The Greatest of The Angry Young Men was a Woman

The World of Laura Del Rivo's under appreciated masterpiece The Furnished Room

I think it’s quite pertinent to say from the get go that Joe Beckett, the main character of Laura Del Rivo's The Furnished Room, is not simply the John Braine/Colin Wilson style of Angry Young Man but more the archetypal Angry Young Person. That Angry Young Person all us weird folk were who spent more time reading books than playing football. In Beckett’s case this is heightened by the small town in which he lives where he believes himself 'an adult in a world of children' and leads to him thumbing a lift up to London. (The capital! Always a mecca. Dublin certainly was for me back in those pre-Amazon days. Dublin had so much! Real bookshops! Tower Records! A thousand pubs and cafes! I imagine London would have been the same. So I went to Dublin and Beckett to London.)

(Laura Del Rivo in Peter Russell's bookshop, where the author worked at this time, was used on the inside cover of The Furnished Room. 1961)

Now, as I said, given Beckett’s archetypal AYP status he comes equipped with what all of us did, that burdensome problem of a philosophy. We scratch and scrape through the minds of many to inevitably be left disillusioned by the dreary inevitability of having to form our own, this however doesn’t occur until we’ve fumbled about with many other people’s that, though adapted as a way of seeing the world, never quite gel with our true perceptions and feelings of it. Beckett chooses Nihilism as a perfect antidote to the Catholicism he been raised with. The latter a world that is filled with meaning and in which we have free will to the latter which is devoid of it and people have far less free will than they think they do as Joe tells Dyce, the huskster villain of the novel.

(above; Laura del Rivo's own Furnished Room in Notting Hill, London - 1961)

Most times the most difficult thing with disposing of these youthful philosophies is that even though most of them are far from accurate – Beckett’s physical desire for Ilsa, his on again/off again lover, which he intellectualises as meaningless, being the most obvious – some actually are. The locals at the cafes he frequents 'Soho characters; bums and layabouts dressed like artists' are still around today and nobody would deny their existence nor would they the 'writers who did not write, painters who did not paint, (or the) petty thieves who were so unsuccessful that they were always scrounging the price of a cup of tea'. Such perceptions make it impossible to believe in anyone else’s perceptions of the world as they have already reinforced our own, albeit borrowed, outlook on things. Beckett’s mother even speaks of his friends 'second hand mistresses and second hand ideas' but she too is stuck in her own beliefs which prevent the knowledge she has from being anything but a trifle to him. Father Dominic of the local parish church and Gash, a sort of tragi-comic genius/recluse, have equally the same problem. They don’t speak the same language as him.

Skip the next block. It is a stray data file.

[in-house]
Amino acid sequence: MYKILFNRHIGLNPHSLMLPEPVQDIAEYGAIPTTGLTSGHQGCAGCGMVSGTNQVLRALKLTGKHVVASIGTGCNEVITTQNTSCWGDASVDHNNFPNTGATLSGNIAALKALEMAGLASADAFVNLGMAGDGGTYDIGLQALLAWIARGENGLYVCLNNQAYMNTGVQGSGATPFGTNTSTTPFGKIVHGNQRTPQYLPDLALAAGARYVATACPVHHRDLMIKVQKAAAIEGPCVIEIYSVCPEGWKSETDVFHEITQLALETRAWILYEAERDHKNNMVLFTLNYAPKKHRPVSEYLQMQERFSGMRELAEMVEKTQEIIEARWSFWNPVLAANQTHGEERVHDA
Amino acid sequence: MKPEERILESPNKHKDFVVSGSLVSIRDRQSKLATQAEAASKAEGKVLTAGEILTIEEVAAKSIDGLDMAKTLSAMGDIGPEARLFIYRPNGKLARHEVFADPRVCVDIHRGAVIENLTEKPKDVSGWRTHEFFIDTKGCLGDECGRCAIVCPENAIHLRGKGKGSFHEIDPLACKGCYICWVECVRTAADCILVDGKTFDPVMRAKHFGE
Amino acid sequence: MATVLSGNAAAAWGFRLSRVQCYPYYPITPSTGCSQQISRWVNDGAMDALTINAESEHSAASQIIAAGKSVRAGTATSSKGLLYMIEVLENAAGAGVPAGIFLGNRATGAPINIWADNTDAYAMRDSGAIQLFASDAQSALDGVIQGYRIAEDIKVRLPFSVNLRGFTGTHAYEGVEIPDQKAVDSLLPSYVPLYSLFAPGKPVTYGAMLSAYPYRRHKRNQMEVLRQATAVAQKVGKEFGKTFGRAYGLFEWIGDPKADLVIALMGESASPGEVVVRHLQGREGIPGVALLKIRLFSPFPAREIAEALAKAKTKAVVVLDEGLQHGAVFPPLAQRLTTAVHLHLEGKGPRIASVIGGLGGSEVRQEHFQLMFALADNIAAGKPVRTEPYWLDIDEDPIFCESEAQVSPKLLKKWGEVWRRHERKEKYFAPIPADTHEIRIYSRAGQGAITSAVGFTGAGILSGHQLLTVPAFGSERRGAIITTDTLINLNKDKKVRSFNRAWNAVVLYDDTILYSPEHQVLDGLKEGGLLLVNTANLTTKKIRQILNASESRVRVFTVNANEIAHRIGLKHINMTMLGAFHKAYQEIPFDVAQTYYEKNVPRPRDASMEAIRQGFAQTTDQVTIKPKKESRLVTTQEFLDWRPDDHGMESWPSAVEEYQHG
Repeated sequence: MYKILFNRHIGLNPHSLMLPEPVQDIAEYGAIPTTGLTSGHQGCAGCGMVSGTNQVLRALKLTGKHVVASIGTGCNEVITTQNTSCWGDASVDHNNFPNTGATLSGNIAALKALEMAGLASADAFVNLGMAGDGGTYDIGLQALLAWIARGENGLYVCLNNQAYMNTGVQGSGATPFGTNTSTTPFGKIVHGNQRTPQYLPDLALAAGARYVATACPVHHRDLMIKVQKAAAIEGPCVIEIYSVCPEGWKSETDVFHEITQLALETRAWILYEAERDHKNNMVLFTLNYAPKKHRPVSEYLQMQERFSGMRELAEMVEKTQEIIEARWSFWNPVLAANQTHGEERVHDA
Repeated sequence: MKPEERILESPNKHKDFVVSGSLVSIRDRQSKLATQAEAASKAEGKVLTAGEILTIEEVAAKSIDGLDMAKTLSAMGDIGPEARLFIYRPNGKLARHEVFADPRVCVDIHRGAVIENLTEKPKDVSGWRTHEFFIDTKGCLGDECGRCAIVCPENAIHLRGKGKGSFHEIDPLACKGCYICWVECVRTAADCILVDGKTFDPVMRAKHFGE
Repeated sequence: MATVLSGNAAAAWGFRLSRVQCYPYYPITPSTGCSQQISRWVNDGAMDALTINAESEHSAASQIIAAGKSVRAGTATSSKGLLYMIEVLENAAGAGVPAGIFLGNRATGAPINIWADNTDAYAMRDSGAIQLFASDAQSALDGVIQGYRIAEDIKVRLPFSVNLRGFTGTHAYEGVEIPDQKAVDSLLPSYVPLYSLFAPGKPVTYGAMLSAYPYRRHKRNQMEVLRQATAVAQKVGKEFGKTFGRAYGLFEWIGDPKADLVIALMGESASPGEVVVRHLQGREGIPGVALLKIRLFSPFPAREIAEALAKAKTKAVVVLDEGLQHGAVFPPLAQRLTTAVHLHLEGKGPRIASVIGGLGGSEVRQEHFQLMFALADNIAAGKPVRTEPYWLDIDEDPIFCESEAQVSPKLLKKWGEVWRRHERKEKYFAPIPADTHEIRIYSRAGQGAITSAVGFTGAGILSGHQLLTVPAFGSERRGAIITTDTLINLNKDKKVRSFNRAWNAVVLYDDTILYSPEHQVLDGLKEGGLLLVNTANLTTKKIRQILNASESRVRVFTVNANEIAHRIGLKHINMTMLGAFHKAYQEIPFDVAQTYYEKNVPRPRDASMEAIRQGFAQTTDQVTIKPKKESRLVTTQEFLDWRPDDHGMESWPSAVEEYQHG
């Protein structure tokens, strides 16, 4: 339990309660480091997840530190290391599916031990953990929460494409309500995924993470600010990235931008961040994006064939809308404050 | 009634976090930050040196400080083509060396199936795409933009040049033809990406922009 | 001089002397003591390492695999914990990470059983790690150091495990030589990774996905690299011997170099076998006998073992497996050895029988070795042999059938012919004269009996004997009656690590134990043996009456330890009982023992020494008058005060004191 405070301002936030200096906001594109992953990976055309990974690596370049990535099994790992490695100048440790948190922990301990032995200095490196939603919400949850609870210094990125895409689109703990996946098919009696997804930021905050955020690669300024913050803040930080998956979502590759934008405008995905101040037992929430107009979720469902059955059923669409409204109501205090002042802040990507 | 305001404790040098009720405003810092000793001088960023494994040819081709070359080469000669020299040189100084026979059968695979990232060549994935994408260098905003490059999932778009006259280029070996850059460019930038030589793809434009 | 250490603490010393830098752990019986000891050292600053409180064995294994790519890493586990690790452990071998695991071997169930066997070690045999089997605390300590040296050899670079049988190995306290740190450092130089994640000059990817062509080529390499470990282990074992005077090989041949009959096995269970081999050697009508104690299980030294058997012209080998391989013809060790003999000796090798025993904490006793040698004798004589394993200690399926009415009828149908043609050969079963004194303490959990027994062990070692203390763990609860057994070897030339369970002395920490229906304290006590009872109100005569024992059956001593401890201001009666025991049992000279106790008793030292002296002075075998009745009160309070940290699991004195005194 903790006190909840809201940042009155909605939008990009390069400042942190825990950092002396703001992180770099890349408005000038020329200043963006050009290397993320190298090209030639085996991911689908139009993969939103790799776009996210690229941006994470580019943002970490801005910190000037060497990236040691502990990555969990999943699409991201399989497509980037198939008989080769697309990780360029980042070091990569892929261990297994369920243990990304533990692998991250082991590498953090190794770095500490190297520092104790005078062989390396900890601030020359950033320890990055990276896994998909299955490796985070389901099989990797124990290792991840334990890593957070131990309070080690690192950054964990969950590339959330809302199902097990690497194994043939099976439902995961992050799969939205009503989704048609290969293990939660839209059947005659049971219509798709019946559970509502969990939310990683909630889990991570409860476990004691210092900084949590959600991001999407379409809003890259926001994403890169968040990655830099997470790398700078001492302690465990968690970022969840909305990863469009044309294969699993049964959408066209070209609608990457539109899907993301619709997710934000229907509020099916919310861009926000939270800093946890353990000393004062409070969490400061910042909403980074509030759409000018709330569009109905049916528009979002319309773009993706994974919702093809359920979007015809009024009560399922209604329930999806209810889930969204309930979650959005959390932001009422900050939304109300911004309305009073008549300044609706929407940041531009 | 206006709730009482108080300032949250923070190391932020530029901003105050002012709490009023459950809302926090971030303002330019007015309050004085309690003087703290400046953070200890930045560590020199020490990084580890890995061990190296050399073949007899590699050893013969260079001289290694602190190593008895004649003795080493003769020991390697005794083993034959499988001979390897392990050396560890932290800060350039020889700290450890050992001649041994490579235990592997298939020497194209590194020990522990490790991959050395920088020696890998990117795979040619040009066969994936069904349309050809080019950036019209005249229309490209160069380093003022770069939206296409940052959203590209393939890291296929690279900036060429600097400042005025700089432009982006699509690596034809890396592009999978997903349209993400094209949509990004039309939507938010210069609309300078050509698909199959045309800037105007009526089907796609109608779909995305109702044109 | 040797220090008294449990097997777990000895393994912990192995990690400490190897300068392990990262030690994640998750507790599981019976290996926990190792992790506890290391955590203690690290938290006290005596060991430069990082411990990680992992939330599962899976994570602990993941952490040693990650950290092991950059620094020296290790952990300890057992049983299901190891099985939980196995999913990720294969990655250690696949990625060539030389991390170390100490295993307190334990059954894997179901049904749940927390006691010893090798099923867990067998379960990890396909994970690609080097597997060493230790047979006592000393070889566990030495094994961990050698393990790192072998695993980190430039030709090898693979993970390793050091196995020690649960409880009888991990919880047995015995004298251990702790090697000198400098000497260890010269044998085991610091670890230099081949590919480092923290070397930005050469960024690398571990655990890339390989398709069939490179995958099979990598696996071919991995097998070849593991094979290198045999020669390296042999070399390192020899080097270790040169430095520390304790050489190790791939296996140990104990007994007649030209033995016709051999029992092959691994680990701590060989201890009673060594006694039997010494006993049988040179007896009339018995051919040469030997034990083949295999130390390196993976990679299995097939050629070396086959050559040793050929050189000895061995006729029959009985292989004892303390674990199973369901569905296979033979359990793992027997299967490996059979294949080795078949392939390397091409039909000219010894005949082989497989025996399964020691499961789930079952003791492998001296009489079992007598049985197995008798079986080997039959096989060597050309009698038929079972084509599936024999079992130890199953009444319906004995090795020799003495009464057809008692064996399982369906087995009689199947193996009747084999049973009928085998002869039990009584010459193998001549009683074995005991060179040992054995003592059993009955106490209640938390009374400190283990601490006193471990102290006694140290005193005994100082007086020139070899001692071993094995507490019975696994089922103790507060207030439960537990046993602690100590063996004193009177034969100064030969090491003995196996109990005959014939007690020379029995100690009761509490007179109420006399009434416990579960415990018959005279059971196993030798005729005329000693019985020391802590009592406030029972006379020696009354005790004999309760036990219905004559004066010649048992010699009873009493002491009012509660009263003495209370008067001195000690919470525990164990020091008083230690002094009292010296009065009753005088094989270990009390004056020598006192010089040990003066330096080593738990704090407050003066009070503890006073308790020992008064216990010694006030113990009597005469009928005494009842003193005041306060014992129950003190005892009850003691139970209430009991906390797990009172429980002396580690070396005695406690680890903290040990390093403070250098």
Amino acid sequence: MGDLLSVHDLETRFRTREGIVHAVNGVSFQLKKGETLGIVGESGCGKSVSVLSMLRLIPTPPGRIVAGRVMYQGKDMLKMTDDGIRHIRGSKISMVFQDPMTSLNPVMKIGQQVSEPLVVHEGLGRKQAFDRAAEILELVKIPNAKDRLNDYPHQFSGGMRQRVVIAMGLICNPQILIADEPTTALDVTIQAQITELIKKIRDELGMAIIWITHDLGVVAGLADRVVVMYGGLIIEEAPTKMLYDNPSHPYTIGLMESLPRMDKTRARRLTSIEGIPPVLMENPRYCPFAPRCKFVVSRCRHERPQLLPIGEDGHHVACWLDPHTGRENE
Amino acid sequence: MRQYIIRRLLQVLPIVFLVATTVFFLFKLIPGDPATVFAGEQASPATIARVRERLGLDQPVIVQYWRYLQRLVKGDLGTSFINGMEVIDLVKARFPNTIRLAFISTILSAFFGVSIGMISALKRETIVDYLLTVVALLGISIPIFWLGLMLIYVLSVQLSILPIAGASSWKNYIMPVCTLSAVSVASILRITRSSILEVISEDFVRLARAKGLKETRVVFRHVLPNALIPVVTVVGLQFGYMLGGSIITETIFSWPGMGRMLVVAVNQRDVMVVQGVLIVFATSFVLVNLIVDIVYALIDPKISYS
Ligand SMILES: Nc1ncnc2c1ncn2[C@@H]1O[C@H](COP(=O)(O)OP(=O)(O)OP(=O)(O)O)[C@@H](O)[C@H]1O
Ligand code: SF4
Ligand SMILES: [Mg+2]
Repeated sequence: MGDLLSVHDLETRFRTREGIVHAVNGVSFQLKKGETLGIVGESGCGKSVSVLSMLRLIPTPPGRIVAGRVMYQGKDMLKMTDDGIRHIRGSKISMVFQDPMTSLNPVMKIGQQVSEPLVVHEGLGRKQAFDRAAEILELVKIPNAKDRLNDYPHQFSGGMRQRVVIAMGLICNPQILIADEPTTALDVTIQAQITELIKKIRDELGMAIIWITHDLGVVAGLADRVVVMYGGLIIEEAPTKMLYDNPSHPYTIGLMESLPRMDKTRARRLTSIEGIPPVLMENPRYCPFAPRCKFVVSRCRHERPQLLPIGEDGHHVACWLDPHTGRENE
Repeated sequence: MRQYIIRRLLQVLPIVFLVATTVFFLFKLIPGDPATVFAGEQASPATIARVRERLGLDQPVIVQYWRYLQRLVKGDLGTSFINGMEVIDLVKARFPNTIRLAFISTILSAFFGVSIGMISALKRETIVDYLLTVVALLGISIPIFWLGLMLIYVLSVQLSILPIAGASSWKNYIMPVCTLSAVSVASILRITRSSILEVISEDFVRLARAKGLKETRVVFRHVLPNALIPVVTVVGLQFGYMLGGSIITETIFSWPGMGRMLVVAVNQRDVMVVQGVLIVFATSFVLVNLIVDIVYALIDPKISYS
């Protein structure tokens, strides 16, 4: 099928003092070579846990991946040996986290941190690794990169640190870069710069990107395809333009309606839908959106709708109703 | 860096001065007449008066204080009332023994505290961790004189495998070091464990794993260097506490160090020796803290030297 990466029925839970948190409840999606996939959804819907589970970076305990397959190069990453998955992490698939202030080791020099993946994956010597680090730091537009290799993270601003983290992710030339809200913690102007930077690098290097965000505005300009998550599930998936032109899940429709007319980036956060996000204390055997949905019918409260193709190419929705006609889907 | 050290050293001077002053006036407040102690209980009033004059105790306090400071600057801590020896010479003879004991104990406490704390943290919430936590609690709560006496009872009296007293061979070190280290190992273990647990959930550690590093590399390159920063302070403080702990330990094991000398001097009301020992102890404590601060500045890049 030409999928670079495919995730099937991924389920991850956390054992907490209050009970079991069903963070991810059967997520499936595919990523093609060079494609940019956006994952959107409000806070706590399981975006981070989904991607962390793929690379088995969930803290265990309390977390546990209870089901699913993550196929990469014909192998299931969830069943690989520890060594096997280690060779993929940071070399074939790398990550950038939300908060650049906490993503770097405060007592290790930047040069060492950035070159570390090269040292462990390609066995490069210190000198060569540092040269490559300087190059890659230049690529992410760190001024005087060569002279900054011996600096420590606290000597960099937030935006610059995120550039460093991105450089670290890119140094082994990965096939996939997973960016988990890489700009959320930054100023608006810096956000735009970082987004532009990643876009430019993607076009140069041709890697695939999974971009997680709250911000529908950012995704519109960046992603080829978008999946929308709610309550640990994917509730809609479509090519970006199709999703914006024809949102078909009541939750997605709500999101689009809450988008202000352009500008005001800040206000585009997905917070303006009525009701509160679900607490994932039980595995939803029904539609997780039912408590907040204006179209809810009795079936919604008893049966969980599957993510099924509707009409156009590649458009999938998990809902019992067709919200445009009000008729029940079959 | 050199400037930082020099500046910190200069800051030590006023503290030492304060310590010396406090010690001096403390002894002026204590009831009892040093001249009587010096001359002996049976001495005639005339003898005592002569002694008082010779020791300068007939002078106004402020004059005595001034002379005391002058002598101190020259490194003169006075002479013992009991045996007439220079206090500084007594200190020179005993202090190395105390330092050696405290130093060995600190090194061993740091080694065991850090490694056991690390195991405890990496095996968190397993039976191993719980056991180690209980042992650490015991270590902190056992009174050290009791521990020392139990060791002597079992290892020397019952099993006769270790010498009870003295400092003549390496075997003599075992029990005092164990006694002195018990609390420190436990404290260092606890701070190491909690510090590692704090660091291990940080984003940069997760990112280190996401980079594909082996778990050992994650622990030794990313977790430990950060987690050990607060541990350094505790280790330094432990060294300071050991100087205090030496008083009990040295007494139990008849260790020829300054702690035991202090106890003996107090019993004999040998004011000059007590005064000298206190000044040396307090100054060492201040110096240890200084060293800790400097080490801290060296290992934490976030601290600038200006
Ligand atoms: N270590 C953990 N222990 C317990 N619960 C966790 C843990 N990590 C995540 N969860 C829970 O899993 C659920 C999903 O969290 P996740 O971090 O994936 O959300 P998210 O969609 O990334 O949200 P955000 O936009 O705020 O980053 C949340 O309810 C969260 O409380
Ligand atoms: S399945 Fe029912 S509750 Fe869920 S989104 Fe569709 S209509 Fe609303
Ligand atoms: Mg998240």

But Dyce does.

Dyce deals out his theories on money and the need for discipline so well that after Beckett says; 'You understand my ideas very well don’t you? That makes me suspect them.' Dyce deftly retorts 'No, I’m a fraud old boy.' This eases Beckett’s suspicion that he is being manipulated and gives Dyce his chance to groom the AYP into whatever he wants by both speaking and not speaking the language of the AYP.

In many ways, though I find it hard to say, I’m certainly glad I didn’t read The Furnished Room when I was in my teens or early twenties as I would probably have just gone along with Joe’s beliefs in much the same way as I did with Camus’ Mersauelt, another anti-hero outsider who got my vibe and knew his shit. Thing about Mersauelt is that he was a psychopath (everyone forgets he emptied the rest of the gun into the body of the man he kills on the beach) and Joe was an Angry Young Man trying to come to terms with a cognitive dissonance about love and life and identity while being done over instead. When he says 'In the end the lie had won' in one way I like to think of 'The lie' as the comfort blanket of ideas that we create to shield ourselves from the reality of how we truly think and feel about them. What is most important is given how ten years down the line I can see how wrong I was about life, The Furnished Room makes me wonder how I’ll feel in another ten years about my thoughts and beliefs now. How should this make me feel about these same views knowing as I do that they may be ridiculous in retrospect? It’s a big question and it’s these sorts of questions that all works of brilliance ask. The Furnished Room confronts us with the naive surety we hold so deeply when we first achieve a sense of independence. When we claim more than we know and will fight to the death in a barely conscious state of Sartrean Bad Faith to assert opinions that render criticism idiotic in the liminal world that produces them. We despair. We deny meaning to find meaning. We speak with nothing to say. The reason as to why we do this? We're young.

(Del Rivo with novelist 'Queen of Noir' Cathi Unsworth - circa 2016)

55 views0 comments

Recent Posts

See All